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Prototype to production with IMSL Numerical Libraries

In the development of software that requires advanced math, statistics, or analytics, there is often a disconnect early in the development process. This occurs at the transition from algorithm selection and testing to the beginning of coding in the actual compiled language. We refer to this as the prototype to production transition.

To address the disconnect during prototype to production, we are presenting a method to run IMSL Numerical Libraries routines in R or Matlab. The goal is not to replace the algorithm developer’s tool of choice but to run a compiled version of the code in parallel. Pitfalls can be caught early, and data discrepancies can be resolved quickly by running the script version and compiled version side by side.

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Leveraging the NVIDIA CUDA BLAS in the IMSL Fortran Numerical Library

In recent years, traditional high-performance hardware has been supplemented with graphic processing units once utilized only for 3D visualization. These general purpose graphics processing units (GPGPUs) have matured enough that BLAS packages are now available and both single and double-precision calculations are supported. These two facts indicate the environment has reached a maturity level high enough for general purpose libraries such as IMSL to consider leveraging the hardware.

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Standardized mixed language programming for Fortran and C

Programmers have long practiced the matter of mixed language procedure calls. This is particularly true for the programming languages C and Fortran. The use of the alternate language often results in efficient running time or the effective use of human or other resources. Prior to the Fortran 2003 standard there was silence about how the two languages inter-operated. Before this release there existed a set of differing ad hoc methods for making the inter-language calls. These typically depended on the Fortran and C compilers. The newer Fortran standard provides an intrinsic module, iso_c_binding, that permits the languages to interoperate. There remain restrictions regarding interoperable data types.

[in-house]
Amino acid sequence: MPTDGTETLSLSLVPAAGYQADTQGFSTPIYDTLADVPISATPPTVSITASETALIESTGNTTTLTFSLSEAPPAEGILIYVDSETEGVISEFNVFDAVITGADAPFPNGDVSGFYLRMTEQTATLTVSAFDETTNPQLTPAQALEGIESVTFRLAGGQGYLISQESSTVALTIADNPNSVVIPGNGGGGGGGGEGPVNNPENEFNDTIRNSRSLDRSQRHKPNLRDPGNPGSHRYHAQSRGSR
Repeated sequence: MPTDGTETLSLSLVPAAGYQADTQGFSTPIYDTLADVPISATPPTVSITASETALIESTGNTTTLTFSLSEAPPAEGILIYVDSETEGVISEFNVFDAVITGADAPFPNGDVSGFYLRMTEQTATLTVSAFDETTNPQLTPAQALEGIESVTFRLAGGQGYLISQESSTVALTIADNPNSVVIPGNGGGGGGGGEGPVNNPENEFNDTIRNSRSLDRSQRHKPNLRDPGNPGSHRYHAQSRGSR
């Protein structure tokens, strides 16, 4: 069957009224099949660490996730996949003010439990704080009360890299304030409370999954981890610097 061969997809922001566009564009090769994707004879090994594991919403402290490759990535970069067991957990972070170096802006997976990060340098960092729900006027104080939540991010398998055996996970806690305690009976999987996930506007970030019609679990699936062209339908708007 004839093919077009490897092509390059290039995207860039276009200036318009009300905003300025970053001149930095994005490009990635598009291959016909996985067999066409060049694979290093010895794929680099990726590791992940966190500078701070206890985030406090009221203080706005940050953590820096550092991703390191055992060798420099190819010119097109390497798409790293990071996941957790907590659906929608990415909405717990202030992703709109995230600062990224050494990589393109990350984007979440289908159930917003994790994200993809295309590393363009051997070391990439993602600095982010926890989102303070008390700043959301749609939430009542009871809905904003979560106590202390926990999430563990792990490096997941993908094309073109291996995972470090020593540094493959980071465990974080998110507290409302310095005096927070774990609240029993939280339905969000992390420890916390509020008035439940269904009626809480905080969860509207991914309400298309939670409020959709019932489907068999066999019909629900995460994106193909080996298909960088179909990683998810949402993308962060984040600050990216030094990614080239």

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University of Alabama - Department of Mathematics case study

In the department of mathematics at the University of Alabama, Dr. David Halpern is using the IMSL Fortran Numerical Library to create mathematical models of physical phenomena in biomedical sciences such as pulmonary airway closure and reopening. The information uncovered by this research helps develop better medical tools and procedures for serious health issues and provides a basis for enhanced learning.

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Virginia Tech case study

Professors and faculty at Virginia Tech have used IMSL Fortran Numerical Library for over 25 years to solve complex chemical engineering problems such as developing even-flow extrusion dies for manufacturing processes, and to teach students how to use the accurate and reliable IMSL math and stat algorithms to solve problems in the real world.

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University of Kansas - Department of Physics case study

 Dr. Jack Shi at the University of Kansas conducts research in a number of areas including accelerator physics, nonlinear dynamics, and computational physics. Much of his current research is aimed at bringing new methods of nonlinear analysis for an understanding of the nonlinear motion of beam particles in high-energy particle accelerators. As such, his group collaborates with accelerator physics groups in national and international laboratories such as Fermilab in Chicago, Illinois, home of the Tevatron particle accelerator, and CERN in Geneva, Switzerland, home of LHC (Large Hadron Collider).

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